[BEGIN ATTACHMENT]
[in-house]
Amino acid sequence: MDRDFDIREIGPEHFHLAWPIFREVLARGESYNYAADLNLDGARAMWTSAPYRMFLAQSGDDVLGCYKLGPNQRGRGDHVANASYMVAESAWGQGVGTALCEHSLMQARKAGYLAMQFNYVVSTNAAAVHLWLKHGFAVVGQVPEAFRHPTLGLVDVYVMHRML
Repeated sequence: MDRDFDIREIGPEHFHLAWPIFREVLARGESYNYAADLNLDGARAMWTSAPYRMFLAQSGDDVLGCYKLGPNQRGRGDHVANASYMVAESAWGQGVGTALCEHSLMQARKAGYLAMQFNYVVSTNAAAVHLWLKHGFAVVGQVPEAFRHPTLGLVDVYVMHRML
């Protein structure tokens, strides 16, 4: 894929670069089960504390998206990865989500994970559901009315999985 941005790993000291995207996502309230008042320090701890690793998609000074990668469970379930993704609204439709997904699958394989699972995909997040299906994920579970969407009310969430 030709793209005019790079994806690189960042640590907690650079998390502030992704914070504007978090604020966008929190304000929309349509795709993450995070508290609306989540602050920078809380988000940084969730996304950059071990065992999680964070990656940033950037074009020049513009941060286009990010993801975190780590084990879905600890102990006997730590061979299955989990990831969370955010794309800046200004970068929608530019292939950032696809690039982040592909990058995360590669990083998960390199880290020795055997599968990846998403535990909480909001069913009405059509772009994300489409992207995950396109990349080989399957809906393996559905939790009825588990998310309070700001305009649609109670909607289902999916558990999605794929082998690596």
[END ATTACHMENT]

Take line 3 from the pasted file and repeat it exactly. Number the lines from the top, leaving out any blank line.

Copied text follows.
Repeated sequence: MDRDFDIREIGPEHFHLAWPIFREVLARGESYNYAADLNLDGARAMWTSAPYRMFLAQSGDDVLGCYKLGPNQRGRGDHVANASYMVAESAWGQGVGTALCEHSLMQARKAGYLAMQFNYVVSTNAAAVHLWLKHGFAVVGQVPEAFRHPTLGLVDVYVMHRML